The Environmental campaign group ClientEarth announced today (31 May) that it is to take the government to court for a third time over the latest draft of its plans to tackle air pollution.
ClientEarth, which successfully challenged the governments proposals to bring emissions in line with EU legal limits through the High Court twice in 2016 and 2015, is calling for drastic improvements to the draft plan launched for consultation by the government earlier this month.
Plans to reduce nitrogen dioxide were outlined by the government on 5 May, after it had been unsuccessful in postponing the deadline for publication of the proposals until after the General Election (see airqualitynews.com story).
ClientEarth has claimed that it has found major flaws in the proposals put forward by the government, in particular on incentives to encourage people not to use diesel vehicles. However, responding today, Defra minister Therese Coffey emphasised that the option of targeted diesel scrappage schemes were being consulted on.
The consultation launched by the government which runs until 15 June does not contain a specific commitment to a diesel car scrappage scheme, although the measure does feature in the consultation questionnaire and technical report on the proposals.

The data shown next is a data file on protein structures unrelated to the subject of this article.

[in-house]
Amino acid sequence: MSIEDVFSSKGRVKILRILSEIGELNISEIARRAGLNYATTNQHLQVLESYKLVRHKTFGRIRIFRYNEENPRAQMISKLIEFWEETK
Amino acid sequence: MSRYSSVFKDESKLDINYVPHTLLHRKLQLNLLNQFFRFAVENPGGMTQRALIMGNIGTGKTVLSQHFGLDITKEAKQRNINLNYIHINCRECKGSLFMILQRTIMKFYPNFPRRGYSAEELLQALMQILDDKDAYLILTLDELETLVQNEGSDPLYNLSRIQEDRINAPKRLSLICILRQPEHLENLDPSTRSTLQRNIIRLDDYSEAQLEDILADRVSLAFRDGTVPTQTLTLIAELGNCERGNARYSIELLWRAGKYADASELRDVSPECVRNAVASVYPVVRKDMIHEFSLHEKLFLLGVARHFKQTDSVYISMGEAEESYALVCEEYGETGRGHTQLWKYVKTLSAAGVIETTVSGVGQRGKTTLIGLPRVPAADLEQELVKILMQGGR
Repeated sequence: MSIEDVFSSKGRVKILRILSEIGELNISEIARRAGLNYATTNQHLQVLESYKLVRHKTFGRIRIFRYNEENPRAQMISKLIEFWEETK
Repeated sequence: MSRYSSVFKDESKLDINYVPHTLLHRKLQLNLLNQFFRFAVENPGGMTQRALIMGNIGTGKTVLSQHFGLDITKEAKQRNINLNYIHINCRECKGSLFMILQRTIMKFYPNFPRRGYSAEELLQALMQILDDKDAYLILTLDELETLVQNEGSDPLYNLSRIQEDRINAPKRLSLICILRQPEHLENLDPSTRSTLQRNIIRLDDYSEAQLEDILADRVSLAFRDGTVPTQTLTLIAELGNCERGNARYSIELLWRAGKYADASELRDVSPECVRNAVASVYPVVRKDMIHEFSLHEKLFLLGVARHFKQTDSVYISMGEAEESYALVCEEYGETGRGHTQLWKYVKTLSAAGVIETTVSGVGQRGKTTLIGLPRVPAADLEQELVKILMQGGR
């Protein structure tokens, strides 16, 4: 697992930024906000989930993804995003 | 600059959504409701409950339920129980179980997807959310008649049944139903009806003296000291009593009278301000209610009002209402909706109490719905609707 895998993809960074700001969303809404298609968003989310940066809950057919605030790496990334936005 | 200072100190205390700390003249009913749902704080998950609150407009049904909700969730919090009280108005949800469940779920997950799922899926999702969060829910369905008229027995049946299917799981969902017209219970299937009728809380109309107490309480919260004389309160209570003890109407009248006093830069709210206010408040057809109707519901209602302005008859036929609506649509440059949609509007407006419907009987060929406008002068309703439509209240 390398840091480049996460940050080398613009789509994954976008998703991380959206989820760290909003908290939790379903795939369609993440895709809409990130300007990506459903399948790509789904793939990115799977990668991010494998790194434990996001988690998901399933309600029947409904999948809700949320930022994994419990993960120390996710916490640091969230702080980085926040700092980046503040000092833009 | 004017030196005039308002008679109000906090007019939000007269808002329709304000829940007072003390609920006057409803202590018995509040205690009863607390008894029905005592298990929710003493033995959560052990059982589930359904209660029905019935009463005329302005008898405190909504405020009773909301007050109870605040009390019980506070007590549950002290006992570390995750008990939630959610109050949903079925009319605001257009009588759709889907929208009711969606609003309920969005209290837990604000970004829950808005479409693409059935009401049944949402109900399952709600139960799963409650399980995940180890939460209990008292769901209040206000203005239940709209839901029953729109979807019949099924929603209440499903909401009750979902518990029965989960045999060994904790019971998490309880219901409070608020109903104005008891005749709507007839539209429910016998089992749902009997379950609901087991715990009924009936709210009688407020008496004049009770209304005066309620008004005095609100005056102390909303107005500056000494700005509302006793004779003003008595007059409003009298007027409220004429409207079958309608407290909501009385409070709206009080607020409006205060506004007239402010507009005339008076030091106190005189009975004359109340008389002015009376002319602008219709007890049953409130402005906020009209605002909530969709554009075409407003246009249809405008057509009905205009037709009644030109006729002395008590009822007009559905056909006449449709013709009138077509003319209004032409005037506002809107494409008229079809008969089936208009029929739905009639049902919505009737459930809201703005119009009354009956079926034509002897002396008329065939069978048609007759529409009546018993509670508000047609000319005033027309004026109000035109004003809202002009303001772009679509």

Measures outlined in the plan include increasing the number of charge points for electric vehicles, addressing congestion at road humps, pinch points and poorly managed traffic lights and improving vehicle labelling to give consumers information on emissions.
James Thornton, chief executive of ClientEarth said: We have been looking at the fine detail of the draft Air Quality Plans published by the government. We want to respond to the governments consultation, and want others to be able to as well.
We have found some major flaws. The law requires the final plan to bring air pollution down to legal levels in the shortest time possible. These flaws seriously jeopardise that timetable.
These are plans for more plans, what we need are plans for action.
Despite revealing its new legal action today, the environmental law group said it was still vitally important for people comment on the draft plans through the consultation.
Responding to the announcement of a fresh legal challenge, Conservative Environment Minister Therese Coffey, said: Conservatives will further improve air quality while making sure that ordinary working families are not penalised for Labours mistakes. Jeremy Corbyns Labour Party and his Coalition of Chaos would hit you in the pocket with higher taxes.
The government is also consulting on what further steps can be taken to mitigate any cost and burdens on ordinary working families and local firms including the options of targeted scrappage schemes and retrofitting initiatives.
Lets remember why this is an issue in the first place: the last Labour government incompetently encouraged people to buy diesel cars and we are taking action to put it right.